Last week, my heart was heavy as I went to take part in the FDNow 5K Run/Walk in memory of Eric Alterman, a Ramat Shalom teen who passed away last summer. While Eric’s parents, Carol and Steve, did donate his organs and people have been saved by Eric, I arrived at the 5K last Sunday morning, overwhelmed with grief. I had known Eric for several years, officiated at his bar mitzvah, been with him and his incredible family through the ups and downs of his illness. We knew that he was facing many challenges, but Eric was larger than life, loved and extremely strong. His passing was tragic and this past Sunday morning all of the emotions associated with losing him came back to me. However, as I stood at the starting line, surrounded by so many people, something shifted. In the crowd of runners and walkers, all of whom had donated to fund much needed Familial Dysautonomia (FD) research, I felt the heartbeat of Eric. In the sounds of the sneakers hitting the pavement, the rhythmic breathing of the runners and the cheers as people crossed the finish line, I heard Eric’s heartbeat. My grief turned to awe as I appreciated that this group of runners and walkers was part of the miracle that is Eric. He lives on – not the way we wanted him to be here – but in a way that is transforming the world for the better. Like little Lukas, Eric, in his short life, did more than most people who live long lives. His organs have saved lives and his memory is going to transform the lives of those living with FD.

As a community, we have lost too many of our kids. This coming Sunday, we gather together for the annual I Care I Cure 5K Run/Walk at the BB&T Center. I Care I Cure was created by Ramat Shalom members, Beth and Brad Besner, in memory of their son, Ian, an amazing kid who grew up here in our congregation. Tragically, Ian passed away as a result of the treatment he was receiving for pediatric cancer. I was lucky enough to know Ian and was looking forward to celebrating his bar mitzvah, which we were beginning to discuss when he got sick ten years ago. This Sunday, I encourage you to join me at the I Care I Cure 5K and experience the miracle of Ian Besner. While we all wish that Ian, who would have turned 21 earlier this week, was with us, the energy at the starting line of the race, the comradery along the course and the opportunity to learn how I Care I Cure and Ian’s incredible legacy are saving lives – all of these things are miraculous. When you take part in the 5K, if you listen closely, you will be able to hear Ian’s heartbeat. While you might not have known him, when you join me on Sunday morning, you will experience his essence and the good he is bringing into so many lives. Please, register today by clicking HERE (if you do so, please pick up your race materials Sunday morning, not tomorrow).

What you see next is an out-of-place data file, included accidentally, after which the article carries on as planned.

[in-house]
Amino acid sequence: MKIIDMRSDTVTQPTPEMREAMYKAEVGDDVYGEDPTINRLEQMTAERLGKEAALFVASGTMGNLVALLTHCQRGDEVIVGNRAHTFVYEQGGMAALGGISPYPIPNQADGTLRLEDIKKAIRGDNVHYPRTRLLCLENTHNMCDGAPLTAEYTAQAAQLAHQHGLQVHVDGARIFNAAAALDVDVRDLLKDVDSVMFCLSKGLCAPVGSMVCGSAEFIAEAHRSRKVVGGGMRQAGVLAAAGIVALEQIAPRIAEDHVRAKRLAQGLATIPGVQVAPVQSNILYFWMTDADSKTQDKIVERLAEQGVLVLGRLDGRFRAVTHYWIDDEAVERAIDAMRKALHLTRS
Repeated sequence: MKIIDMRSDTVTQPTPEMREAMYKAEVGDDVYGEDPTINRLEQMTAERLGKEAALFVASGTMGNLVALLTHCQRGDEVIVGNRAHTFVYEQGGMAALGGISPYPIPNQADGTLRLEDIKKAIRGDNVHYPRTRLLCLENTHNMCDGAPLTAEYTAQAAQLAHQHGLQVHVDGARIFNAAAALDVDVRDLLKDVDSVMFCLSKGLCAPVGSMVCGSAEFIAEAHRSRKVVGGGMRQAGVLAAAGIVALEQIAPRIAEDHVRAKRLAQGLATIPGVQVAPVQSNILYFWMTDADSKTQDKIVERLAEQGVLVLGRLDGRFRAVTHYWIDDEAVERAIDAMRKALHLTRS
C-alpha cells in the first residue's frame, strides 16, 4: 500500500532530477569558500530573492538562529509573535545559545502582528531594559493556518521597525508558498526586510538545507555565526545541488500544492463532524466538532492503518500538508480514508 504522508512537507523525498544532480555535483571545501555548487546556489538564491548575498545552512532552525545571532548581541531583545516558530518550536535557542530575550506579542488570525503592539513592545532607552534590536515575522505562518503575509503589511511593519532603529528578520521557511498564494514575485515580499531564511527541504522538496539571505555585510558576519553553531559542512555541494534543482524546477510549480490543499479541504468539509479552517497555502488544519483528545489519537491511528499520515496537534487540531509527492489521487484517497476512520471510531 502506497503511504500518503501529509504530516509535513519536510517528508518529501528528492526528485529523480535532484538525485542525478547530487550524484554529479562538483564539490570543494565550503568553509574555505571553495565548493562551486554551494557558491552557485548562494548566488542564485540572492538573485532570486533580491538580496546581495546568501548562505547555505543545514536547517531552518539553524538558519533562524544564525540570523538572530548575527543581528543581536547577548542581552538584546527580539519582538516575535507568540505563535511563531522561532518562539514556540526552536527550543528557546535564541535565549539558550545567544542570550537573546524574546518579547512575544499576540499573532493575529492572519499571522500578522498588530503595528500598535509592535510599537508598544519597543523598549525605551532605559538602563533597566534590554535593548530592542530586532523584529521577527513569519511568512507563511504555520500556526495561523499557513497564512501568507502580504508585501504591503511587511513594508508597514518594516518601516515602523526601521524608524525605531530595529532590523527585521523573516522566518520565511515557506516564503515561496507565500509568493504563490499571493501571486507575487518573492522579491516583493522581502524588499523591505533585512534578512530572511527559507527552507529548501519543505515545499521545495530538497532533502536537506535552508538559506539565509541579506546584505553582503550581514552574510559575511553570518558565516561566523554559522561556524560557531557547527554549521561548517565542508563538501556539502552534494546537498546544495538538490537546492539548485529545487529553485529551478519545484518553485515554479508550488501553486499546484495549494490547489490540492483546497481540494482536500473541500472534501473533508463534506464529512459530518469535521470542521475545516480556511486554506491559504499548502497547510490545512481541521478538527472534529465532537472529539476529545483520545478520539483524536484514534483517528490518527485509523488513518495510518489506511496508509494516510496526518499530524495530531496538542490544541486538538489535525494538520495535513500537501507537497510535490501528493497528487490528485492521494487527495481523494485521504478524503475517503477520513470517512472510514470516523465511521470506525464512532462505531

May each of us do our part to make certain that Ian and Eric’s memories continue to serve as incredible blessings.